Based on Papandriopoulos’ scientific breakthroughs in photography technology, it’s not hard to see why Apple would want to bring him in to help improve their cameras. The stragic acquisition of an extremely lean, hard technology-focused team (of one) fits with Apple’s MO. It typically buys smaller teams to work on specific products rather than buying big staffs and trying to blend them in across the company.
Papandriopoulos built his burst-mode photo technology into SnappyCam, which he sold in the Apple App Store for $1. After I profiled the app in July, Papandriopoulos told me SnappyCam jumped to #1 on the paid app chart in nine countries. Sales of the app let him run SnappyLabs without big funding from venture capital firms.
Back in July, Papandriopoulos told me he had a eureka moment in “discrete cosine transform JPG science” and had essentially reinvented the JPG image format. In a blog post, now taken down, the SnappyLabs founder explained
“First we studied the fast discrete cosine transform (DCT) algorithms…We then extended some of that research to create a new algorithm that’s a good fit for the ARM NEON SIMD co-processor instruction set architecture. The final implementation comprises nearly 10,000 lines of hand-tuned assembly code, and over 20,000 lines of low-level C code. (In comparison, the SnappyCam app comprises almost 50,000 lines of Objective C code.)
JPEG compression comprises two parts: the DCT (above), and a lossless Huffman compression stage that forms a compact JPEG file. Having developed a blazing fast DCT implementation, Huffman then became a bottleneck. We innovated on that portion with tight hand-tuned assembly code that leverages special features of the ARM processor instruction set to make it as fast as possible.”
By bringing Papandriopoulos in-house, Apple could build this technology and more into its iPhone, iPad, Mac, and MacBook cameras. Photography is a core use for smartphones, and offering high-resolution, rapid-fire burst mode shooting could become a selling point for iPhones over competing phones.
And in case you were wondering if Papandriopoulos will be a good fit at Apple, he once dressed as an iPhone at a San Francisco parade.
Last year, Square debuted Stand, a piece of hardware that turns a merchant’s iPad into a card-swiping register. The idea was to provide a simple and elegant way to allow merchants to accept Square for credit card processing and swiping via their iPad. In news announced today at CES, Square is extending this ease of use to iPhone users of its card readers, via a new partnership with hardware developer Griffin Technology.
Until now, Square hasn’t debuted any accessories for its card case reader. Third-party developers have created key chains and cases for the readers, but these haven’t been part of the Square ecosystem. Square and Griffin are announcing a new Merchant case for iPhone 5s and iPhone 5, which is a protective case optimized for a Square Reader and a companion iPhone. The Merchant case, which also includes a Square Reader, is available to order for $19.99.
Square is also announcing a new initiative called Works with Square, which allows developers to build accessories for Square businesses. The inaugural partnership is the one being announced today with Griffin, and Square says it actually partnered with the hardware accessories developer to design the Merchant case to enhance both performance and convenience for merchants selling on the go with Square.
The case itself is custom-molded to secure the Square Reader when connected. A groove in the bottom of the case aligns with the Square Reader to guide a credit card to a frictionless, consistent swipe. The case is made from silicone, and aims to protect the phone from bumps and drops. Additionally, the merchant case features non-slip sides and corners so it’s easier to hold the phone and to hand over for customers’ signatures. And when merchants are not using the Square Reader, the hardware can be detached and stored in the back of the case. Aesthetics wise, the case is no beauty, but it seems to be solid and functional.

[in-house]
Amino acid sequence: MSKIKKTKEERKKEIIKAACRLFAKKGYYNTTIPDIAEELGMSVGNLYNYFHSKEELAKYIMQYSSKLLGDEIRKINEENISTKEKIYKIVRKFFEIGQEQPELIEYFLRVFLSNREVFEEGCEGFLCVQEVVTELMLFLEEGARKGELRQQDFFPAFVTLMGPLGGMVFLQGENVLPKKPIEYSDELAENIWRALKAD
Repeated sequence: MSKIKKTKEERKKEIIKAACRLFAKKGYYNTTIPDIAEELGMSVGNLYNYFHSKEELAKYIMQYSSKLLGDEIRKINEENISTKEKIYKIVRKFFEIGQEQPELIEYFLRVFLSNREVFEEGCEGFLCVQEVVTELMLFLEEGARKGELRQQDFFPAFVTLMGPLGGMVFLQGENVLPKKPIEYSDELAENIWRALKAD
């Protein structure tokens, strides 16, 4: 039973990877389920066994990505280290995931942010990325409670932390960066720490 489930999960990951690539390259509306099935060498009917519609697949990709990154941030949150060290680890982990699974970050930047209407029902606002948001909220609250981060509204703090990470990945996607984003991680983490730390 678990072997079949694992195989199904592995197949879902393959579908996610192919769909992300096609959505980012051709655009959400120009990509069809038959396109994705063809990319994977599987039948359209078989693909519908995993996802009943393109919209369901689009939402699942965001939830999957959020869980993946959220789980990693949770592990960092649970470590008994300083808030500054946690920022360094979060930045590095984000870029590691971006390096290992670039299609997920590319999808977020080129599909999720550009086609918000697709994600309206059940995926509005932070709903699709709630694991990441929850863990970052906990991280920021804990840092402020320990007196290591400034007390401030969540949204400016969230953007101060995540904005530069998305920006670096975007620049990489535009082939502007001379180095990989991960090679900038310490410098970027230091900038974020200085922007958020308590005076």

It’s unclear what percentage of Square’s merchants use the iPad vs. iPhone for readers, but it’s probably safe to assume that many merchants who are on the go (i.e a massage therapist, tutor, taxi driver) would use their iPhone over an iPad. The case provides a pretty easy way to use your iPhone for personal and professional use when accepting payments. Square decided to develop this case for iPhones, and has not yet developed any sort of external accessory or stand for the Android (although its reader does work with Android).
In terms of the Works With Square program, Square is expanding its ambitions beyond just providing point-of-sale hardware into providing accessories that are optimized for the Square experience. This could mean that the company starts partnering with the developers of receipt printers, kitchen printers, cash drawers and barcode scanners to create a more connected experience for merchants. We asked Square whether there is a revenue-share agreement with developers in this program, and did not receive an answer. But the company did say that products in the Works with Square program can use the Works with Square badge on their packaging, and in certain cases, can include Square readers as part of their packaging.
As Square prepares to potentially go public, it’s clear the company is creating an ecosystem of sellers and developers around its payments products and hardware. Square just debuted an API for the first time in December and also launched a marketplace for its merchants to be able to sell online as well as in-store. Works With Square could be another channel through which Square’s brand and readers are promoted.
Airbnb challenged local hotel zoning laws, Uber took on taxi licensing requirements, and Pinterest built a business around posting copyrighted images. Startup companies that simply follow the rules risk getting left behind. The right lawyer can mean the difference between pushing the envelope and breaking the law. Many startups struggle to decide whether and when to hire a lawyer and how to make the most of their in-house attorney once they do.
I asked several prominent General Counsels of tech companies (and one VC fund) about their work and about how their companies approached the decision to hire them. Here’s what they said.